Gay adoption next big hurdle says US media analysts
Danny McCoy | February 24, 2006
WASHINGTON D.C. — Media analysts are predicting that the issue of gay adoption is the next big hurdle for the LGBT community as efforts to ban gays and lesbians from adopting children are emerging across the country.
At least 15 states are moving to pass laws or secure November ballot initiatives that would take into consideration the issue of gay adoption, according to a recent article in USA Today. Some of those states, including Ohio, Georgia and Kentucky, approved constitutional amendments in 2004 banning gay marriage.
�Now that we've defined what marriage is, we need to take that further and say children deserve to be in that relationship,� says Greg Quinlan of Ohio's Pro-Family Network, a conservative Christian group.
In Florida, gays and lesbians have been banned from adopting since 1977, although they can be foster parents. Court challenges and a campaign by entertainer Rosie O'Donnell to overturn the law have failed. A pending bill would allow state judges to grant exceptions.
Mississippi bans adoption by gay couples, but gay and lesbian singles can adopt. Utah bans all unmarried couples, regardless of sexual orientation, from adoption.
Bills to restrict gay adoption are in the works in Alabama, Alaska, Arizona, Indiana, Georgia, Kansas, Kentucky, Michigan, Missouri, Ohio, Oregon, Pennsylvania, Tennessee, Utah and West Virginia. Five of those states also are discussing ballot initiatives.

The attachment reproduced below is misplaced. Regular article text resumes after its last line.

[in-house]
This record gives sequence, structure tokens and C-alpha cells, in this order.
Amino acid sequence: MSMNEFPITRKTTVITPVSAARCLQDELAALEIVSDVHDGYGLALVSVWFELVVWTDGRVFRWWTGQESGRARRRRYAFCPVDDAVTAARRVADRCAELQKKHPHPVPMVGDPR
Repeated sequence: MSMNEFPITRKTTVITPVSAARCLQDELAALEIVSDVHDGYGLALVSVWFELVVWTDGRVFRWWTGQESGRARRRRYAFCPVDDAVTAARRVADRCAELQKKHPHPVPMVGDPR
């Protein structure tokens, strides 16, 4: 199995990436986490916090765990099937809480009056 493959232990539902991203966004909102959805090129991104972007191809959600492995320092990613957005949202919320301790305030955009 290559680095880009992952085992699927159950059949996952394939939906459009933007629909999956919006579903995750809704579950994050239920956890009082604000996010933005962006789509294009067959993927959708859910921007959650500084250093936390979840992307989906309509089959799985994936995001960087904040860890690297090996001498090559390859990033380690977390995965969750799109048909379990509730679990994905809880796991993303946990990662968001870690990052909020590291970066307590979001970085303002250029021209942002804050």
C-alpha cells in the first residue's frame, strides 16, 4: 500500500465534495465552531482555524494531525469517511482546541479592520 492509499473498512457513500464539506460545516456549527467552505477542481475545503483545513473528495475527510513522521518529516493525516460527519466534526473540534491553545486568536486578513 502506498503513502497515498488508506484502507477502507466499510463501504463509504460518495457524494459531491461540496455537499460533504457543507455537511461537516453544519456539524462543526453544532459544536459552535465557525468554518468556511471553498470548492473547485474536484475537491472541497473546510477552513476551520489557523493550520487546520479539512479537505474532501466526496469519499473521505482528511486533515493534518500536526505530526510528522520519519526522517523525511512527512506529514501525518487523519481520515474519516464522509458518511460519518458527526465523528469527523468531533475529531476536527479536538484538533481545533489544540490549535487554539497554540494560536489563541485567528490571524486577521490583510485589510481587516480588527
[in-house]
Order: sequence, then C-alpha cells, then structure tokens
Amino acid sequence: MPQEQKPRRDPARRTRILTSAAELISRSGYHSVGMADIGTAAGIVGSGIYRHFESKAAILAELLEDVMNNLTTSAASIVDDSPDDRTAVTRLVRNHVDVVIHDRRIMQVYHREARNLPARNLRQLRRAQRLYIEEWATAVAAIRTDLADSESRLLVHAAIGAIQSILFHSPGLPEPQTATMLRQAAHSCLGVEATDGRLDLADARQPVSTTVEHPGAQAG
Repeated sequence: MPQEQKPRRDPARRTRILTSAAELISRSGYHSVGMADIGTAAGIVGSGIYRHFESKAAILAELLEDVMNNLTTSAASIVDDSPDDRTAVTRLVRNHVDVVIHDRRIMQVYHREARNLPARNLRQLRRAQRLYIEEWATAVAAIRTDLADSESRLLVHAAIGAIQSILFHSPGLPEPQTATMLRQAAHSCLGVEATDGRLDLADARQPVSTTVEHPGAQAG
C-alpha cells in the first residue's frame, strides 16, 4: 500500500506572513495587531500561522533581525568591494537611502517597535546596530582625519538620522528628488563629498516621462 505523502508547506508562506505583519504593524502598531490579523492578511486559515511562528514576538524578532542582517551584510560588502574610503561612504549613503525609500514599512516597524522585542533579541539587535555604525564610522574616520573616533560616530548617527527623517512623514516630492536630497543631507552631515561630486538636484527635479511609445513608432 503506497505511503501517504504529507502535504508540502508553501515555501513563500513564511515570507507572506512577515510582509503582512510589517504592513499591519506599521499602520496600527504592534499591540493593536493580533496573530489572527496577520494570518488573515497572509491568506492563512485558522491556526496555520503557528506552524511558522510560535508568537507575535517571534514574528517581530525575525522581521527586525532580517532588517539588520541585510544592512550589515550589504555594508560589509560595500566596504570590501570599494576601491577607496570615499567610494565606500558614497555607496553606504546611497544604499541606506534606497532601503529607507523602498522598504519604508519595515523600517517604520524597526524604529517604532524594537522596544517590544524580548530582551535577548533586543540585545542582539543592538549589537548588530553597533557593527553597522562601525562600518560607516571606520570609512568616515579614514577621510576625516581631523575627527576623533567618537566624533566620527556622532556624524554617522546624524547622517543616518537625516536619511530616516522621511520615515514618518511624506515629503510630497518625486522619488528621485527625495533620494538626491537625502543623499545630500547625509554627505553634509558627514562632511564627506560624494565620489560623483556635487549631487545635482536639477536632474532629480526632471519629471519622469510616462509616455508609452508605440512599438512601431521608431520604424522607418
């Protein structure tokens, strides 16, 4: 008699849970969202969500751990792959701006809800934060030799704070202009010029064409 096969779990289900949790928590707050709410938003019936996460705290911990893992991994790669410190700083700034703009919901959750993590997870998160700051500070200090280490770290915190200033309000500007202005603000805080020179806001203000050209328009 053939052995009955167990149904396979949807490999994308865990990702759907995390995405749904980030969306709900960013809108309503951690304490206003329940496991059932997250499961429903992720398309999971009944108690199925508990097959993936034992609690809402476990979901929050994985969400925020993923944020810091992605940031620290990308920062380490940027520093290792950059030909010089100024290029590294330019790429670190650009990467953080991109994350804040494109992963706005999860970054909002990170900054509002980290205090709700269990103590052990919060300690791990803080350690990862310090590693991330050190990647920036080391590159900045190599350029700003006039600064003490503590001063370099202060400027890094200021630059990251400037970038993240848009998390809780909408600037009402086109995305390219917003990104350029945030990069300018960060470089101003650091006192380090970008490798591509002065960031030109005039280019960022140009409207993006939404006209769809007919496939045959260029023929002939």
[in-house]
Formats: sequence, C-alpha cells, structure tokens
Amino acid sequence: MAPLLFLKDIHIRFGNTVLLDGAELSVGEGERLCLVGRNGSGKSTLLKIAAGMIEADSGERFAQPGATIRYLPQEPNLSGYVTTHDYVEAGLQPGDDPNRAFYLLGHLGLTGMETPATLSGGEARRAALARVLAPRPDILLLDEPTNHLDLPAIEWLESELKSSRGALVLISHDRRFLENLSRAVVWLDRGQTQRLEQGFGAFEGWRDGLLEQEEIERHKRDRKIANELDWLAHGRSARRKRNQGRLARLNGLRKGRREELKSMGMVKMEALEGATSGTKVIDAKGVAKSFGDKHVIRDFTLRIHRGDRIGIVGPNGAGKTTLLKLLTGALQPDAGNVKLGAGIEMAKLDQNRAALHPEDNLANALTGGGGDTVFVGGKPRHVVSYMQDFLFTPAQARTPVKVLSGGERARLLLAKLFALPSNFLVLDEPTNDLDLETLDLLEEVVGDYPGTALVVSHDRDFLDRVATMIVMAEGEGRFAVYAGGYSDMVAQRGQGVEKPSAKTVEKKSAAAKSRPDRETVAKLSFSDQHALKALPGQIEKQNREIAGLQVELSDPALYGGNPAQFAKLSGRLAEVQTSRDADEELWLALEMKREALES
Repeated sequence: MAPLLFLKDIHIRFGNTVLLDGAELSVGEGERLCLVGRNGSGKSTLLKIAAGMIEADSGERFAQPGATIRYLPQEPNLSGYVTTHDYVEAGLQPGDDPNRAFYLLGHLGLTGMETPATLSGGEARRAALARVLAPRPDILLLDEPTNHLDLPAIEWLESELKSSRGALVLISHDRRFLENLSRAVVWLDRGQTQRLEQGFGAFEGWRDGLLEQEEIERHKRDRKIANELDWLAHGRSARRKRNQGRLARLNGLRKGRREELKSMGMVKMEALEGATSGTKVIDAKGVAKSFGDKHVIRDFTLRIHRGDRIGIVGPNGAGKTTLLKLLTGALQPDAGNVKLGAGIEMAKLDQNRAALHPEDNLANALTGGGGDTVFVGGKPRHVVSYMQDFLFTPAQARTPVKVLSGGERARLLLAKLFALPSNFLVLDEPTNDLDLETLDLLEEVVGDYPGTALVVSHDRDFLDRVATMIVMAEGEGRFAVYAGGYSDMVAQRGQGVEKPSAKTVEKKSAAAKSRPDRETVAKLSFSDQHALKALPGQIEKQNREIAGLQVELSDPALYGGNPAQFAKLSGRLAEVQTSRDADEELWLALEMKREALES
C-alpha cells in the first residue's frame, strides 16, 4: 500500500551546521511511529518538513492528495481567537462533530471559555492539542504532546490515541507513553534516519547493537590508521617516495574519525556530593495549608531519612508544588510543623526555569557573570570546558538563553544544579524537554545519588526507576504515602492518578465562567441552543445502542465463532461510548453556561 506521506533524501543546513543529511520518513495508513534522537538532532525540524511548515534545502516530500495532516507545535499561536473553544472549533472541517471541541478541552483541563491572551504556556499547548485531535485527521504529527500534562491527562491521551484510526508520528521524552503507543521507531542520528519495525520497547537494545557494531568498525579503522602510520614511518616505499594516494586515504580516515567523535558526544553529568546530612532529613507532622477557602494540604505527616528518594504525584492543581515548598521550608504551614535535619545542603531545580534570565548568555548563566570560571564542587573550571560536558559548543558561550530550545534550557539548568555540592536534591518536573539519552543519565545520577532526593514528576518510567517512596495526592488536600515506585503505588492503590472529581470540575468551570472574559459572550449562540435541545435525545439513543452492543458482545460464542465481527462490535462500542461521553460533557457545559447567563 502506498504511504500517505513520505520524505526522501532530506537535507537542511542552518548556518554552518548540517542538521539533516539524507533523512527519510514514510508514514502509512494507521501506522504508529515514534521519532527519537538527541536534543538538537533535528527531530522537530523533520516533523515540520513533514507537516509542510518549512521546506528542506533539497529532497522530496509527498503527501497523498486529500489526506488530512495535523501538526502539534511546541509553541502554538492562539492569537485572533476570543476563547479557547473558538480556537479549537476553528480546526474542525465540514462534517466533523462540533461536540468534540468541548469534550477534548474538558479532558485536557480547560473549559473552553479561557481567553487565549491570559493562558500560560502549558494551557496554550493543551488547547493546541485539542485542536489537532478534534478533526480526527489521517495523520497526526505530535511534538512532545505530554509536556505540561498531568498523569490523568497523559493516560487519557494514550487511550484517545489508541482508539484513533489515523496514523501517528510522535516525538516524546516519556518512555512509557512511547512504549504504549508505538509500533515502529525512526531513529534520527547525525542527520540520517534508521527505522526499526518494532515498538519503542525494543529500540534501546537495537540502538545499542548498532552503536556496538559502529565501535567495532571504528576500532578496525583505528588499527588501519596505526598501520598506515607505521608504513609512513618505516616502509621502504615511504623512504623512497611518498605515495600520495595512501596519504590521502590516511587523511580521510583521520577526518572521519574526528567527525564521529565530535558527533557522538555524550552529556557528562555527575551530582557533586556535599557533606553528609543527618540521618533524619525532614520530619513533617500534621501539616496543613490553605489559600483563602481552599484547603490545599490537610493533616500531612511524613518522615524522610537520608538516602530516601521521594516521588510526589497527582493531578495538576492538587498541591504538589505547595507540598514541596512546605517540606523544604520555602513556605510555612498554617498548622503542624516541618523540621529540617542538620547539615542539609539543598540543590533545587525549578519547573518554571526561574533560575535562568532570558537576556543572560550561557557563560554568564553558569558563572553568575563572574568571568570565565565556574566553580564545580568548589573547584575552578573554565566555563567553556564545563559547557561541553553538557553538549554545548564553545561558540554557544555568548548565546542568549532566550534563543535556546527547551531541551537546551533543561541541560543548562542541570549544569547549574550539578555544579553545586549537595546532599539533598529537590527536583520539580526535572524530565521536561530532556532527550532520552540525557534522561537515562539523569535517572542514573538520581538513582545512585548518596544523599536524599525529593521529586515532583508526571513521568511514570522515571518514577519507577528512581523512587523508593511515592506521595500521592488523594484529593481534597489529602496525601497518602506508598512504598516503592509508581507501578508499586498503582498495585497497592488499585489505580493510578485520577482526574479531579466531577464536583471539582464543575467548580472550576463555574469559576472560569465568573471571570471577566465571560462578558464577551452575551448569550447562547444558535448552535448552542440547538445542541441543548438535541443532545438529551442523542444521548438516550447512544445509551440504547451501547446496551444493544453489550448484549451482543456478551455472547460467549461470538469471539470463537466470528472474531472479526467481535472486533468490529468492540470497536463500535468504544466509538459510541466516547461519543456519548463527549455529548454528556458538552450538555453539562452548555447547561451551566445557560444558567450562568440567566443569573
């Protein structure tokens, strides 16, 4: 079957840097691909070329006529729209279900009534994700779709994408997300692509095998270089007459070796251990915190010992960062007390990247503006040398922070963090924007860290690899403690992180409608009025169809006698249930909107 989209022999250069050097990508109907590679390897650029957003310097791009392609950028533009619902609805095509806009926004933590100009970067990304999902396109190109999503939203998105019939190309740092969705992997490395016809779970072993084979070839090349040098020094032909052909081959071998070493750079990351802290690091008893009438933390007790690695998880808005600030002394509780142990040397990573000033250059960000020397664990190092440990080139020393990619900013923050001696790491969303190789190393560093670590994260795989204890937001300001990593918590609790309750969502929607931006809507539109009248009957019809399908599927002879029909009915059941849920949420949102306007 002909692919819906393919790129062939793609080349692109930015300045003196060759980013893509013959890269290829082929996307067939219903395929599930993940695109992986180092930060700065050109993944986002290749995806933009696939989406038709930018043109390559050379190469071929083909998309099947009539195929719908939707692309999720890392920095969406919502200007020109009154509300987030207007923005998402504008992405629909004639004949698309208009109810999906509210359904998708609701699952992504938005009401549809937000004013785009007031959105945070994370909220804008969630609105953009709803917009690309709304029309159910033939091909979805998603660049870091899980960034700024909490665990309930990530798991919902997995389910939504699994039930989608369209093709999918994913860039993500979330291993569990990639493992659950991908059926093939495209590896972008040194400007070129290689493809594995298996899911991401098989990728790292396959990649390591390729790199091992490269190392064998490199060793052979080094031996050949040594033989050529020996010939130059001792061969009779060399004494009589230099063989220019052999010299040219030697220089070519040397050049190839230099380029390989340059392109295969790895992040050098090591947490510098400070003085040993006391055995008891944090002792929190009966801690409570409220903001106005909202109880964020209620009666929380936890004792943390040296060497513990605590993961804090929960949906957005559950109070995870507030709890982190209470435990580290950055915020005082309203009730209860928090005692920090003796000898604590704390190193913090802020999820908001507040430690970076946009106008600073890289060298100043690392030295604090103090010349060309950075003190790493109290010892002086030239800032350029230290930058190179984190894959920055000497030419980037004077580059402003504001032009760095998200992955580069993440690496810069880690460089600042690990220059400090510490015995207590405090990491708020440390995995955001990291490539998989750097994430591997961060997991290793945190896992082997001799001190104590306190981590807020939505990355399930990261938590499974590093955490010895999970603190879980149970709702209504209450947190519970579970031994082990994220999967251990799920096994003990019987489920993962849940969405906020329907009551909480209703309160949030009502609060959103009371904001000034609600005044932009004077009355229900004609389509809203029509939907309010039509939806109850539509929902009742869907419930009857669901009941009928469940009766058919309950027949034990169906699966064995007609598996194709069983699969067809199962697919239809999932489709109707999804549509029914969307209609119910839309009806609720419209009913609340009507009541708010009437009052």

In Massachusetts, Roman Catholic bishops are asking for an exemption from state anti-discrimination laws to allow the church to ban gays and lesbians from adopting through its social service agencies.
Meanwhile, a judge in Missouri ruled last week that it was unconstitutional for the state to deny a foster care license to a lesbian couple on the basis of sexual preference.
Patrick Guerriero, president of Log Cabin Republicans, a gay political group that opposes limiting marriage and adoption to heterosexuals, calls the strategy to ban gay adoption the next step by conservatives.
�The game plan was first to go to states where it was easy to pass anti-marriage amendments and then launch a second round of attacks on gay adoption,� he said. – Issued by Gay Link Content
Sixty percent of US adoption agencies accepting gays' applications: survey